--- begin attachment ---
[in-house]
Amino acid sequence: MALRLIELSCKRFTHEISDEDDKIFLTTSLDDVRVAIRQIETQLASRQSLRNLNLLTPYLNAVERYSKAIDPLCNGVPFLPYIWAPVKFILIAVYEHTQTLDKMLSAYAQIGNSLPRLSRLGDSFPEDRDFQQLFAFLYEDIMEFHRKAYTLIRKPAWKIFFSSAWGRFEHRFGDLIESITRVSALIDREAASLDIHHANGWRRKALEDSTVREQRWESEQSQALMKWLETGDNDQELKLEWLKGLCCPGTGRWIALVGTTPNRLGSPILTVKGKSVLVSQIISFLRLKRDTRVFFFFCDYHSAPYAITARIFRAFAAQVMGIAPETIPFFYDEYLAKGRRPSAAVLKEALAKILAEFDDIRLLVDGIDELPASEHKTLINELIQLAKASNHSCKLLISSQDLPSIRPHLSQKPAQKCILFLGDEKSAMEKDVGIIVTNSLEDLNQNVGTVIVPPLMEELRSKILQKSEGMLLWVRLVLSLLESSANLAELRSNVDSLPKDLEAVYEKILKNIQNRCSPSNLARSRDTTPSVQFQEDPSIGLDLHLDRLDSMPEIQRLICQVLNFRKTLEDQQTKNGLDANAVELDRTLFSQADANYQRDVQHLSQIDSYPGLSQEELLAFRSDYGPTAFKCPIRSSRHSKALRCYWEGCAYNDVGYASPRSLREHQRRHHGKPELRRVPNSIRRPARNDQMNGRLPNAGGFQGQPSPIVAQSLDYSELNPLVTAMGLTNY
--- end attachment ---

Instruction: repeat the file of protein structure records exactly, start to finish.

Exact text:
[in-house]
Amino acid sequence: MALRLIELSCKRFTHEISDEDDKIFLTTSLDDVRVAIRQIETQLASRQSLRNLNLLTPYLNAVERYSKAIDPLCNGVPFLPYIWAPVKFILIAVYEHTQTLDKMLSAYAQIGNSLPRLSRLGDSFPEDRDFQQLFAFLYEDIMEFHRKAYTLIRKPAWKIFFSSAWGRFEHRFGDLIESITRVSALIDREAASLDIHHANGWRRKALEDSTVREQRWESEQSQALMKWLETGDNDQELKLEWLKGLCCPGTGRWIALVGTTPNRLGSPILTVKGKSVLVSQIISFLRLKRDTRVFFFFCDYHSAPYAITARIFRAFAAQVMGIAPETIPFFYDEYLAKGRRPSAAVLKEALAKILAEFDDIRLLVDGIDELPASEHKTLINELIQLAKASNHSCKLLISSQDLPSIRPHLSQKPAQKCILFLGDEKSAMEKDVGIIVTNSLEDLNQNVGTVIVPPLMEELRSKILQKSEGMLLWVRLVLSLLESSANLAELRSNVDSLPKDLEAVYEKILKNIQNRCSPSNLARSRDTTPSVQFQEDPSIGLDLHLDRLDSMPEIQRLICQVLNFRKTLEDQQTKNGLDANAVELDRTLFSQADANYQRDVQHLSQIDSYPGLSQEELLAFRSDYGPTAFKCPIRSSRHSKALRCYWEGCAYNDVGYASPRSLREHQRRHHGKPELRRVPNSIRRPARNDQMNGRLPNAGGFQGQPSPIVAQSLDYSELNPLVTAMGLTNY